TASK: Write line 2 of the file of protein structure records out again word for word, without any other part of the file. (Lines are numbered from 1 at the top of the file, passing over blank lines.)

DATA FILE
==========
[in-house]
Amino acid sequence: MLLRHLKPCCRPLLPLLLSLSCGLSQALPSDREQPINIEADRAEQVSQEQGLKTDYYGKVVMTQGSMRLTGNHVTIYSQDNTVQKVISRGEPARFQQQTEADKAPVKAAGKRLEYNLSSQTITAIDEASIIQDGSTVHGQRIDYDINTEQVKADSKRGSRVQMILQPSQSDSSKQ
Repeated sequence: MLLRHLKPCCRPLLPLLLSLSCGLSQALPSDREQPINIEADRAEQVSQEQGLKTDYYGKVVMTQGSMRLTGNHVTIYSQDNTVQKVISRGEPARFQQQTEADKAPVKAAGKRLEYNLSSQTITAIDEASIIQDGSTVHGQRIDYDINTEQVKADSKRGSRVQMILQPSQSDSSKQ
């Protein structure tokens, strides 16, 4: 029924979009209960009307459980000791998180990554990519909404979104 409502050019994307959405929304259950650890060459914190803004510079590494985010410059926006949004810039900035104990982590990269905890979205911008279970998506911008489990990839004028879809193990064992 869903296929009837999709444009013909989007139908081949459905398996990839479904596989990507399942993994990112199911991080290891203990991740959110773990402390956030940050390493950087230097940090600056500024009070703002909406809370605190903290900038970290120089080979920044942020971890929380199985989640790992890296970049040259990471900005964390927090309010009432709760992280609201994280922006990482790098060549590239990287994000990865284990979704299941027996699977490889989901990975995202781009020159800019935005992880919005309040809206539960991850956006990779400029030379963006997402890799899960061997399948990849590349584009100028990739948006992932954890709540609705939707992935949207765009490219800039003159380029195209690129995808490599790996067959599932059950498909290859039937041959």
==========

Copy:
Amino acid sequence: MLLRHLKPCCRPLLPLLLSLSCGLSQALPSDREQPINIEADRAEQVSQEQGLKTDYYGKVVMTQGSMRLTGNHVTIYSQDNTVQKVISRGEPARFQQQTEADKAPVKAAGKRLEYNLSSQTITAIDEASIIQDGSTVHGQRIDYDINTEQVKADSKRGSRVQMILQPSQSDSSKQ